Row over CDR collection of Covid-19 patients: Kerala police retracts decision in high court

South India

The Kerala government has retracted its decision regarding collection of telephone call detail record of coronavirus patients as part of contract tracing.

The government changed its stand when the high court took up a petition filed by opposition leader Ramesh Chennithala challenging a circular issued by the state police chief for collecting phone call data of the patients and the suspects.

When the petition was taken up for hearing on Wednesday, August 19, thee counsel for the police said that  the police were not collecting CDRs but only tower locations of the patients to ensure that a quarantined person was not moving outside the quarantine centre.

However, the court expressed doubt how the agency could collect the tower location without taking the call details. The court has asked the respondents to file an explanation by Friday, when it would take up the petition for further hearing.

The opposition leader had pointed out in his petition that the police was collecting CDR of patients and suspects without their consent maintaining that such collection of CDR is in total violation of fundamental rights of privacy of the patients guaranteed under Article 21.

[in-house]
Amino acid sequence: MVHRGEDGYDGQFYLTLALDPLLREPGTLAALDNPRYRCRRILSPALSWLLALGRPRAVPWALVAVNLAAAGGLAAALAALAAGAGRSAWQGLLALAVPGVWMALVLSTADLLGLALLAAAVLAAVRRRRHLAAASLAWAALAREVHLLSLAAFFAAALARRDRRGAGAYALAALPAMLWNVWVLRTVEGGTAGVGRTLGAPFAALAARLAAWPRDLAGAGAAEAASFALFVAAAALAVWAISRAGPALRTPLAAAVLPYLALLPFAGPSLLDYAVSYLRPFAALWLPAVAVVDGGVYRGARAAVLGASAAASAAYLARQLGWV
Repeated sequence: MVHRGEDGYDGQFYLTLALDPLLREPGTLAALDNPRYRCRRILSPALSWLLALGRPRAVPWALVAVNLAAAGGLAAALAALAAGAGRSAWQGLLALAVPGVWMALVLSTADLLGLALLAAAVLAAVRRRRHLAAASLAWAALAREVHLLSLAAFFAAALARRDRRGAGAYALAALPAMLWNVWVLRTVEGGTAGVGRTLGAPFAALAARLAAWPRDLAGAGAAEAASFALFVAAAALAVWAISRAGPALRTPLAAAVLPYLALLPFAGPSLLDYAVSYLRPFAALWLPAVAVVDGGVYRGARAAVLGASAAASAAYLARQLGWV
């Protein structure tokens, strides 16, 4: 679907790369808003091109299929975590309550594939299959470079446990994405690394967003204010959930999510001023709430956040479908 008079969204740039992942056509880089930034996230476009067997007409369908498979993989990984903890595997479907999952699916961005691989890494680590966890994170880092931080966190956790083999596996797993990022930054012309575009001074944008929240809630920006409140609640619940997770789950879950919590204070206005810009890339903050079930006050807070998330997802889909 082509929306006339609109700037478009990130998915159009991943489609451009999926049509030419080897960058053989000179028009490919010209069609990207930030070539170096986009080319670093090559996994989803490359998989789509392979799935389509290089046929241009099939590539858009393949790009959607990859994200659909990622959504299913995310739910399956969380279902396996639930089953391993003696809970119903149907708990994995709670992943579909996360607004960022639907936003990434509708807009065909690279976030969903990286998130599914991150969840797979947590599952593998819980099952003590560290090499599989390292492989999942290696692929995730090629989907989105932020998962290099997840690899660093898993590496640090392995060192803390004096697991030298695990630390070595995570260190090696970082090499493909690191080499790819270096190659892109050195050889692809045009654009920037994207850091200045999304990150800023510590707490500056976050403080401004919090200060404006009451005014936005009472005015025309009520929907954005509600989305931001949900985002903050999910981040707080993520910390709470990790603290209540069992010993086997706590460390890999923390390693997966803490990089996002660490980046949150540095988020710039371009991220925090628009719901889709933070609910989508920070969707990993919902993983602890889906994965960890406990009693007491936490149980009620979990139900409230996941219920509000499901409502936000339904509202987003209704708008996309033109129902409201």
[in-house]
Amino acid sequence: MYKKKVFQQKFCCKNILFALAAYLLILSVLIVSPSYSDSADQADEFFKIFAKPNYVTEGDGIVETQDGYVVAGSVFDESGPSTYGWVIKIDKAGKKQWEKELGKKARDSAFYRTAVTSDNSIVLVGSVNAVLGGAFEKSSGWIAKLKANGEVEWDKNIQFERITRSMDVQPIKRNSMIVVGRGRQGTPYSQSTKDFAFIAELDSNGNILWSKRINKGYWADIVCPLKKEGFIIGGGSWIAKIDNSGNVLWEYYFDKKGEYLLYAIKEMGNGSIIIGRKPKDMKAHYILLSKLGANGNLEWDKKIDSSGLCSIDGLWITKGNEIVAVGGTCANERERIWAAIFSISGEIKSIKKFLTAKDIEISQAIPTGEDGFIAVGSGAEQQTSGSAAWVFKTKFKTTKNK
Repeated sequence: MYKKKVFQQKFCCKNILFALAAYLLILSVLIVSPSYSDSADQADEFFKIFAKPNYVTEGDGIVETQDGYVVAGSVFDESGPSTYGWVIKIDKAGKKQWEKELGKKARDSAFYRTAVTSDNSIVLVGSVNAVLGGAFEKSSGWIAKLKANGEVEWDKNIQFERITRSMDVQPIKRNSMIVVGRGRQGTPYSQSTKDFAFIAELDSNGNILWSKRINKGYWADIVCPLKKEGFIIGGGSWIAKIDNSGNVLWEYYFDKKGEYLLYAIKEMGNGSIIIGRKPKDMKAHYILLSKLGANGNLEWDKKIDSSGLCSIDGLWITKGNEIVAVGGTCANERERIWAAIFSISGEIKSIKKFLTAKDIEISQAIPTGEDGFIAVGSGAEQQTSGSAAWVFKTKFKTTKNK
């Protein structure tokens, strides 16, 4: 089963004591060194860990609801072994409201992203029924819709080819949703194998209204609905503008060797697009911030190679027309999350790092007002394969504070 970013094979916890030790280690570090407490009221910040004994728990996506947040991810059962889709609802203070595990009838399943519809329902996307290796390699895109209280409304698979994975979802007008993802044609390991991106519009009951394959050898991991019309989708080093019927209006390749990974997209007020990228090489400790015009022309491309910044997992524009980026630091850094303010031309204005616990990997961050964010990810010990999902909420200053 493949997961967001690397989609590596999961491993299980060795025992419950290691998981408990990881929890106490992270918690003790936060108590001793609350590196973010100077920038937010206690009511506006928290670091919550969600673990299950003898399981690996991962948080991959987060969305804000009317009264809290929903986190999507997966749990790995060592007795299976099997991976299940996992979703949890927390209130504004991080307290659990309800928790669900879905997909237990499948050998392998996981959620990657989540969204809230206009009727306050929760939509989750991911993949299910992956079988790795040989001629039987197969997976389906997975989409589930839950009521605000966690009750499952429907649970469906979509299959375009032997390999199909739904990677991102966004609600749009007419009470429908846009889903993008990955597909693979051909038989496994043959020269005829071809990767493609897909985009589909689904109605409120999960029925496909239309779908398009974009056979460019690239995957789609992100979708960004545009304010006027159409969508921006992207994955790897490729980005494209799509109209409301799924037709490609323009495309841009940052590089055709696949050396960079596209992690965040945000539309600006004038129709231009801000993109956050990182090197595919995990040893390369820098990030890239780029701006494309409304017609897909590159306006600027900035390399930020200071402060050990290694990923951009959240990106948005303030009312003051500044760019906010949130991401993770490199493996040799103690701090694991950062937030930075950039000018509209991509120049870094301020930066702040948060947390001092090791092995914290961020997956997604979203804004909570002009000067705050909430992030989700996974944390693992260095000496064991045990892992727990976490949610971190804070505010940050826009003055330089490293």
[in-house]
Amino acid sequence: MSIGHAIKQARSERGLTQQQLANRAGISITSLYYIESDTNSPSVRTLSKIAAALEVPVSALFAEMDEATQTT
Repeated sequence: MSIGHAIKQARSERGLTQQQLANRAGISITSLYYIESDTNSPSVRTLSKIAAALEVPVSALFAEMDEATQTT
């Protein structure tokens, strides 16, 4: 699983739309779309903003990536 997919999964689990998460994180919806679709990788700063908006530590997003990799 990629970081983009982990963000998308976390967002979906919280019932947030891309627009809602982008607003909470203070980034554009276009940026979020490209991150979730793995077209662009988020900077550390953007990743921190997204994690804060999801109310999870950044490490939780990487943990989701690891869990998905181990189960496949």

The state government has a constitutional obligation to ensure that fundamental rights of every citizen, including those under isolation due to COVID-19 is protected, said the petition filed through advocate T Asaf Ali said.

It is particularly so when the patients are in a vulnerable situation, unable to give consent, and whose voluntariness or understanding is compromised due to their situational condition. At present, they are not in a position to resort to any legal remedies for the injuries suffered by them on account of the illegal acts of the authorities, it is contended in the petition.

State government and its officials do not have any right or authority to collect CDRs of COVID-19 patients and the actions taken pursuant to the circular is illegal, void, and unenforceable, the opposition leader contends.

There is every chance of misuse by undesirable elements for their commercial gain and personal pecuniary advantage when CDRs of patients and suspects are collected and entrusted to a third party for storage, the petitioner points out.

Patients and those undergoing quarantine will have to experience social and psychological harm due to disclosure of CDR details to strangers, the petition said while seeking to quash the circular. An order to the state police chief and his subordinates restraining them from collecting CDRs of COVID-19 patients and suspects is also sought.


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